Drawing on research that is part of the five-year Major Collaborative Research Initiative project examining public policy in Canadian municipalities, this article provides an overview of the federal-municipal machinery developed to facilitate urban policy and program development. The ‘‘federal-municipal machinery’’ refers to the many programs and initiatives that have been used to structure federal-municipal relations and influence urban policy and development. The research time frame begins with the period leading up to the creation of the Ministry of State for Urban Affairs, in 1971, and continues through four decades to include recent events of note such as the creation of the Prime Minister’s Caucus Task Force on Urban Issues, the subsequent announcements of the New Deal, and the Gas Tax Fund for Canada’s cities and communities. The authors begin with a discussion of why federal governments involve themselves in municipal and urban affairs and then provide an overview of their analysis by identifying patterns and trends in the evolution of federal-municipal machinery. They then discuss the effectiveness of the machinery, over three periods, and conclude by considering the implications of their findings for the future of federal-municipal relations in the context of the growing pressures facing urban Canada.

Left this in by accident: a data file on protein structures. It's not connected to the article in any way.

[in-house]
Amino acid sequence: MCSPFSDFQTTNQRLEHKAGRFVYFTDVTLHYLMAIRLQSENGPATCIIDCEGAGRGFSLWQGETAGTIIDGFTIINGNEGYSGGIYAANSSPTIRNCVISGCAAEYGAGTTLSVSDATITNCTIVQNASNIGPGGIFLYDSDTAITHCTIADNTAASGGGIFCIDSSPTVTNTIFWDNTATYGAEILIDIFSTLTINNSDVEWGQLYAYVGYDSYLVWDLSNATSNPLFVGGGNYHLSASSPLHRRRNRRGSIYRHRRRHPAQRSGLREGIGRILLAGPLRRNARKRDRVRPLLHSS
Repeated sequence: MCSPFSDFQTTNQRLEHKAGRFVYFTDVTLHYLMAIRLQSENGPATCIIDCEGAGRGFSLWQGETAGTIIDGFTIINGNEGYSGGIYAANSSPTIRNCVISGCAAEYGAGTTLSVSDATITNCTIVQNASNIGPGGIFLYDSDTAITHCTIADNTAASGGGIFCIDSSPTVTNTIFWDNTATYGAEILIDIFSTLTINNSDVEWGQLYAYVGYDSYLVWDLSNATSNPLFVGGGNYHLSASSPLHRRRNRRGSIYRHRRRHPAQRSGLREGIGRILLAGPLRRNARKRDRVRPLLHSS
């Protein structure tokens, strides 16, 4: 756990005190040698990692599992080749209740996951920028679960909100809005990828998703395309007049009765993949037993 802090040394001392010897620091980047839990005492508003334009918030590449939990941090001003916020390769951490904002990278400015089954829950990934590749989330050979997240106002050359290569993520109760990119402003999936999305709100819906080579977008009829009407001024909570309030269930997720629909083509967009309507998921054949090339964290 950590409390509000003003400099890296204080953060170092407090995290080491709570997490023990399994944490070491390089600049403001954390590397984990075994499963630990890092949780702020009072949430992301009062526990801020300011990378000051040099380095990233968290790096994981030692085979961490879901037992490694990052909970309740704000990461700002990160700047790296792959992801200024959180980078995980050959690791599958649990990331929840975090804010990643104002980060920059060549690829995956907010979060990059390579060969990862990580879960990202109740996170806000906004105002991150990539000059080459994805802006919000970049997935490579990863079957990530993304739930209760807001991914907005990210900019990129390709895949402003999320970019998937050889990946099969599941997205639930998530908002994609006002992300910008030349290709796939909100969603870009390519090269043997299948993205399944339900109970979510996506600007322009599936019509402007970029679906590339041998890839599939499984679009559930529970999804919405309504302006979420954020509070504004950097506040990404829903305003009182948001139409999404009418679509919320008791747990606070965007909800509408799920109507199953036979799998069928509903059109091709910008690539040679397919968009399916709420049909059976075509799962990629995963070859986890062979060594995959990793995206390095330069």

Growing Saskatchewan in an Urban Age (Policy Brief)

University of Saskatchewan Economy Research Lab [Olfert, Partridge, Fulton], January 2006
This policy brief includes a research-based description of some of the key Saskatchewan realities and suggests an avenue for improved economic vitality and quality of life, focusing on the importance of urban growth. The over-riding conclusion in terms of enhancing long-run provincial prosperity is that continuing on the current trajectory could have dire consequences.

 

Investing in Better Places: International Perspectives

The Smith Institute [Ed: Sharon Chisholm], March 2011
Infrastructure is more than a story about how we repair and upgrade our cities. Rather, it concerns the multiple connections between experts, communities and policy makers, on the one side, and effects on investments such as housing, roads, transit and business formation on the other. It is about the developing links between cities, towns, rural communities and regions. It is also about delivering infrastructure by strengthening relationships and finding new
pathways to collaboration.
The possibility that cities, large and small, when supported by effective governance arrangements, can play a strong role in determining national prosperity and well-being forms the context for this publication.

 

Looking West 2007: Urban Policy Priorities and Assessing Governments